Just the thoughts of a girl.

Bake Off Challenge – Pecan Pie

The Bake Off Challenges are a series of posts I’m doing to celebrate my 100th post. I’ve challenged myself to have a go at making something from, or inspired by, ‘The Great British Bake Off‘ – an English programme in which 12 contestants have to bake something different every week. It will hopefully improve my baking skills and as I go, I’ll spill my guts about how hard these things actually are to make!

Ok, so I’m a bit late with my bake off challenge this week (or last week now, I suppose), but I’ve been busy sorting lots of things out for going back to uni. Also, my laptop’s being a pain and won’t let me watch any videos at ALL, which means I can only watch the last half of the bake off as I don’t get home from canoeing in time to see the first half. (By the way, anyone who knows why my laptop might be behaving like this, I would LOVE some advice right now!).

The challenge I picked this time was baking an American pie and there was only really one that I wanted to try. Pecan pie. I’ve never tasted it before and I’ve always been a bit intrigued by it. I looked the recipe up in my brand new Bake Off book, but it called for 150g of pecan nuts which are apparently rather expensive. My mum gave me an old American recipe book that she has to see if there was cheaper better recipe in there, which there was.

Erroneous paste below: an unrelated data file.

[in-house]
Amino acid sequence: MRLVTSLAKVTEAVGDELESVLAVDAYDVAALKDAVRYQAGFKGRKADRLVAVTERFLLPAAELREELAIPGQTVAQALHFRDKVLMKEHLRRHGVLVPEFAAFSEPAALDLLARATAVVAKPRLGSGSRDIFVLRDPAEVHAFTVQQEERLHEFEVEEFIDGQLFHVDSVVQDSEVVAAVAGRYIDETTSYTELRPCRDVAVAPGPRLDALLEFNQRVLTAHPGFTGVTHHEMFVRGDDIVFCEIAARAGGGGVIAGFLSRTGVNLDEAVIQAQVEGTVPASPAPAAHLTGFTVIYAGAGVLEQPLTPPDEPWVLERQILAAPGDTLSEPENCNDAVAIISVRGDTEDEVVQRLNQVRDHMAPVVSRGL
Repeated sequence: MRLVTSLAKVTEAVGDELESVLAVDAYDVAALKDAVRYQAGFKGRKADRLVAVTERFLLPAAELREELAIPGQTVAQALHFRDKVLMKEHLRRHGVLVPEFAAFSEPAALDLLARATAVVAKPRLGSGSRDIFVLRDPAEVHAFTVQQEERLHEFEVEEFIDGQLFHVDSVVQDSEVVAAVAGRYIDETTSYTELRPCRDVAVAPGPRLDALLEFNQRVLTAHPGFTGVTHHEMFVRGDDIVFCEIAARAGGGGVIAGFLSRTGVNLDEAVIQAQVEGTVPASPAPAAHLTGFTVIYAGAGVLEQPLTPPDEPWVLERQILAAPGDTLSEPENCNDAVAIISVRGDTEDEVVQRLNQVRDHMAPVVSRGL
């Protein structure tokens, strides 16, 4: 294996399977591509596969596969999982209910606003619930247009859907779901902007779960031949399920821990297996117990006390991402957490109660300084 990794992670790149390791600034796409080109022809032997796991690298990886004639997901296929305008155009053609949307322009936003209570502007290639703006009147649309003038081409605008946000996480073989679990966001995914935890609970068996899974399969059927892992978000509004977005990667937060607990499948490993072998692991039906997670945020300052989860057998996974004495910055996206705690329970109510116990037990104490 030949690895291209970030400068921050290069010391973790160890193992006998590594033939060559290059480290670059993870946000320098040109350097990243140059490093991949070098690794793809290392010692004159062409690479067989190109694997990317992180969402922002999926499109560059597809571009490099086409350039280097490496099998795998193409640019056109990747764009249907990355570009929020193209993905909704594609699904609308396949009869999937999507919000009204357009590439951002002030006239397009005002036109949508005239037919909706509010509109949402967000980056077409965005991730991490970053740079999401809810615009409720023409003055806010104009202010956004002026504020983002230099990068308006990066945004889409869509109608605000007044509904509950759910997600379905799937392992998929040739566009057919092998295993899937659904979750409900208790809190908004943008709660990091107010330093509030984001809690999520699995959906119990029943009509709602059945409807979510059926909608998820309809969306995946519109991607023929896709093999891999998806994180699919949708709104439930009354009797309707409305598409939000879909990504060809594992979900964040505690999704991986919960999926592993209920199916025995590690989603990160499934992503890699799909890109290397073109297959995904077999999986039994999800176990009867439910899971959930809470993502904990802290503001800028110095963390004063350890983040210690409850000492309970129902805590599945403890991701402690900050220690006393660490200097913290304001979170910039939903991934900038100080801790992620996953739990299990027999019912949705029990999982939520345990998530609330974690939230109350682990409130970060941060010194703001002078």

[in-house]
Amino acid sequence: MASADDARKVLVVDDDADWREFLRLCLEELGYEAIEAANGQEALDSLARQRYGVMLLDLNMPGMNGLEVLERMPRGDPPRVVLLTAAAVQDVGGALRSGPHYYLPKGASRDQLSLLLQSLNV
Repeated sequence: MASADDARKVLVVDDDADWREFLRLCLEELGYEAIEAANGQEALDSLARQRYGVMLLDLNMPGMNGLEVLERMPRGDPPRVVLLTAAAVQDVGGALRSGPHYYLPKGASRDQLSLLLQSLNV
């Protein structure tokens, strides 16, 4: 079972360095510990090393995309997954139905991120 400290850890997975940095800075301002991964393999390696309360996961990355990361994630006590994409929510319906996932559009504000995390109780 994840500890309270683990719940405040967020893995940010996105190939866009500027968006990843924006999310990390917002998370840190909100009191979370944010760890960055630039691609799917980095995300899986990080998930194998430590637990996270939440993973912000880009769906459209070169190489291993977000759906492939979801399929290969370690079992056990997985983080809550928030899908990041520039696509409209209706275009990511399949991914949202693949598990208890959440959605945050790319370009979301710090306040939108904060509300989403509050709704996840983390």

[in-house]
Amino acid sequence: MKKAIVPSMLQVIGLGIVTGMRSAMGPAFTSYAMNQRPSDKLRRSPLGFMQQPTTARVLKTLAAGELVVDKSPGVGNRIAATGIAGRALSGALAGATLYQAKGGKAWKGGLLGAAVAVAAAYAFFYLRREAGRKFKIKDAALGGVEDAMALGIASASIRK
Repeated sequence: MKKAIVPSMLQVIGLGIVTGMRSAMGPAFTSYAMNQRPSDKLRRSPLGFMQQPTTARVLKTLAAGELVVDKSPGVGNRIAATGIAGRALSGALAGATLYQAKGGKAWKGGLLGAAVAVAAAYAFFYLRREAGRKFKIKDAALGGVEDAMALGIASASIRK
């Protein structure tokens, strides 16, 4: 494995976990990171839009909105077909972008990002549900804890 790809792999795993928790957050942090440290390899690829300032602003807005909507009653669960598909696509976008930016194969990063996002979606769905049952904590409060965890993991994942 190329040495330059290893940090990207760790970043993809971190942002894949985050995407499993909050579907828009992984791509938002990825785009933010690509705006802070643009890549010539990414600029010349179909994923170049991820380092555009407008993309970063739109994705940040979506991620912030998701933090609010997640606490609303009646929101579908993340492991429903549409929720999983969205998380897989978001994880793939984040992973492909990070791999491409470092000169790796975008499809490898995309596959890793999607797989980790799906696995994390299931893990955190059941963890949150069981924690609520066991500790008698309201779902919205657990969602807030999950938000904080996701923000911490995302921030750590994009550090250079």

To start with, I made some short crust pastry using the same method as I did for the treacle tart and popped it in the fridge while I made the filling for the pie. To do this, I measured out 14 fl. oz (which will always be pronounced ‘flounces’ in my head) of golden syrup into a saucepan. I hate working with golden syrup as it’s just SO sticky and invariably ends up smeared on every single surface in a 5 metre radius of the tin.



I added 6 oz of brown sugar to the syrup and heated it until it was boiling, at which point I took it off the heat and added 2 oz of butter.




After the butter had been stirred in, I left it to cool while I sorted out the pastry. After making the treacle tart, I wanted to improve my pastry skills by rolling it as thin as possible, and also because I wasn’t blind-baking it this time. I was quite pleased with how thin I managed to get it actually!




Next came the terrifying bit of rolling it up and then unrolling it onto the flan tin. It wasn’t too bad, but because the pastry was so thin the tin kind of acted like a giant pastry cutter. Thankfully my quick thinking mum was on hand to lift up the edges, taking the pressure off the pastry and saving the pie.



After that little fiasco was sorted, I used a technique I saw on The Great British Bake Off to push the pastry into the edges of the tin to give it a fluted edge. The idea behind this is that it keeps your nails away from the pastry so you don’t make any holes in it. It worked ok, but I found the pastry in my fingers just squished out before it made much of an impact. Afterwards I went round it again with the handle of a knife and this worked much better. I then sliced off the extra pastry (which was used for some jam tarts).